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Old 10-09-2012, 12:57 PM   #11
beergolf
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I agree with keeping a good log with notes about each brew. Write down everything you did in the process. Take tasting notes.

The three main things that will go a long way towards making good beer.....

Sanitize very well.
Pitch the proper amount of healthy yeast.
Control fermentation temperature.

Do those things and your brews will improve. Ater that it is paying attention to the small details.

 
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Old 10-09-2012, 01:38 PM   #12
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Beer is like BBQ, ha, excellent!

 
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Old 10-09-2012, 02:19 PM   #13
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^ Ha! Yeah,it's one of those basic truths that do seem to fit well together.
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Old 10-09-2012, 03:24 PM   #14
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Quote:
Originally Posted by beergolf View Post
I agree with keeping a good log with notes about each brew. Write down everything you did in the process. Take tasting notes.

The three main things that will go a long way towards making good beer.....

Sanitize very well.
Pitch the proper amount of healthy yeast.
Control fermentation temperature.

Do those things and your brews will improve. Ater that it is paying attention to the small details.
+1 Very wise words

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Old 10-09-2012, 05:38 PM   #15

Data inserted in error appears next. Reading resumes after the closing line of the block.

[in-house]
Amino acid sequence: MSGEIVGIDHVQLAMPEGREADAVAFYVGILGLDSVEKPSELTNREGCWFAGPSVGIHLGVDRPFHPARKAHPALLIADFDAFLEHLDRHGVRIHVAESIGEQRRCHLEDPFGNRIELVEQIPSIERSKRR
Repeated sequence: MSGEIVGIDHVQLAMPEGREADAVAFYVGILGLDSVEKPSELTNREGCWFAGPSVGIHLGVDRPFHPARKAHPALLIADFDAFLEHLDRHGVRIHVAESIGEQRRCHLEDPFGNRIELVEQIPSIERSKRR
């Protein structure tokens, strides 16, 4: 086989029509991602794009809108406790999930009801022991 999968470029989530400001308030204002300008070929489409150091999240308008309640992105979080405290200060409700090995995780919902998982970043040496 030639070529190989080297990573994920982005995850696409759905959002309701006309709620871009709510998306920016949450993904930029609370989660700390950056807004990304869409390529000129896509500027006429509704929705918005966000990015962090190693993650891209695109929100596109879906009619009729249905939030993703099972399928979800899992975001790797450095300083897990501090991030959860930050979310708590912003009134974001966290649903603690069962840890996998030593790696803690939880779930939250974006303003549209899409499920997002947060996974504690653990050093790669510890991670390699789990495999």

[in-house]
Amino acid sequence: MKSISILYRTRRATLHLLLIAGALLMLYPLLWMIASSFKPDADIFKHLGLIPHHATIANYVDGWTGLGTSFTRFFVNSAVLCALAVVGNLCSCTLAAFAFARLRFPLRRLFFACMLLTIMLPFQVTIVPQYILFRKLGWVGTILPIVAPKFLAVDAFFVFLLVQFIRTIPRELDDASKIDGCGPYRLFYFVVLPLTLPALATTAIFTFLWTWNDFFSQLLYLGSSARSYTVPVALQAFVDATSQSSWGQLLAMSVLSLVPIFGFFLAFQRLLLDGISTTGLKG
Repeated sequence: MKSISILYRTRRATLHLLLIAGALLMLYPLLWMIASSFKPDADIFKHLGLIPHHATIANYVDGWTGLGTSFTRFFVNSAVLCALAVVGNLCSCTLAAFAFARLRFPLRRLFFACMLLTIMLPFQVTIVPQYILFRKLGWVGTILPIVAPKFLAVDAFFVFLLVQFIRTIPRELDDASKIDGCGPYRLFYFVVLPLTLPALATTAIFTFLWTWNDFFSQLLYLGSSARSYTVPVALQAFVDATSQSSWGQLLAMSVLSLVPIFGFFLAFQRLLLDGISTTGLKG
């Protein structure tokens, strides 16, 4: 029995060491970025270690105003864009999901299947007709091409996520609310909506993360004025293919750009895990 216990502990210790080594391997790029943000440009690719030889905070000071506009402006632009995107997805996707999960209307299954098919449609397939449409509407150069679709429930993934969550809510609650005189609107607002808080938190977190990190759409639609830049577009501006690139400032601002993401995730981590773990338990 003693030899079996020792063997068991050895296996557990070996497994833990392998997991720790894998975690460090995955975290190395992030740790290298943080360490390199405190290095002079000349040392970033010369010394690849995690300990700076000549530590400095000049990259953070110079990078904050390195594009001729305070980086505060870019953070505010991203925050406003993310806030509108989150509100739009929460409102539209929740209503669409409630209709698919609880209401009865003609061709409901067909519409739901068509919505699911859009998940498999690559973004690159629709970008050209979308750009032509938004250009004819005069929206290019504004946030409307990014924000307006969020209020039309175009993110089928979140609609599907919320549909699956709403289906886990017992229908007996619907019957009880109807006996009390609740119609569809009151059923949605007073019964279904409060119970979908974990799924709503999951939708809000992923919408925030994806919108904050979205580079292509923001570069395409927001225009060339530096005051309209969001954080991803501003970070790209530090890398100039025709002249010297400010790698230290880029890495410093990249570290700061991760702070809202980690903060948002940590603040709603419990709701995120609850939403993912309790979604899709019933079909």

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like beergolf said

 
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Old 10-09-2012, 06:06 PM   #16
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Quote:
Originally Posted by unionrdr View Post
^ Ha! Yeah,it's one of those basic truths that do seem to fit well together.
Loved the BBQ reference. I've had butts ready for pulling in less than 6 hours and I've had others take 18+. It's done when it's done... Patience really is a virtue when it comes to BBQ. I'm sure brewing is the same way.

Come to think of it, there are lots of similarities between BBQ and brewing...
  • Quality ingredients
  • Patience
  • Temperature control
  • Variety of equipment
  • Chemical reactions
  • Etc., etc., etc...

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Old 10-09-2012, 06:15 PM   #17
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You got all that right! I'll be pit bbq'n the turkey next month. Boy,is that good with some of this wood from the tree by my driveway. It looks like a cottonwood without the cotton. Ash maybe? Makes a light side of medium smoke.
Today,I'm having to settle for brewing my 1st partial mash. Heatin the mash water now. Hope I get it right. This could be really good...Cascade pale ale. with pit bbq'd turkey next month. Oh yeah!
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Old 10-09-2012, 07:59 PM   #18
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Thanks for the replies everyone! So I have a fermentation chamber that I make sure stays at the appropriate temps and I have begun to keep a log of each one of my beers. When I printed out the sheets I just wasn't sure which information was really important. The only other thing I have some confusion about was about pitching the proper yeast amount. If I purchase it with a kit shouldn't that be the right amount? I have look at the calcs but I'm a little confused about it all.
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Old 10-09-2012, 08:07 PM   #19
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The old saying practice makes perfect.

If you brew something new every time you will never know if you have improved your skills.

At the same time if you do not try different things you will never discover what you like.

Find a style that you love and practice brewing it a lot.

 
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Old 10-09-2012, 09:12 PM   #20
bobcatbrewer
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Good call stillbrewin i'm all over the place right now I should refine my craft on one then move on. I'm still very curious about the science behind the yeast though.
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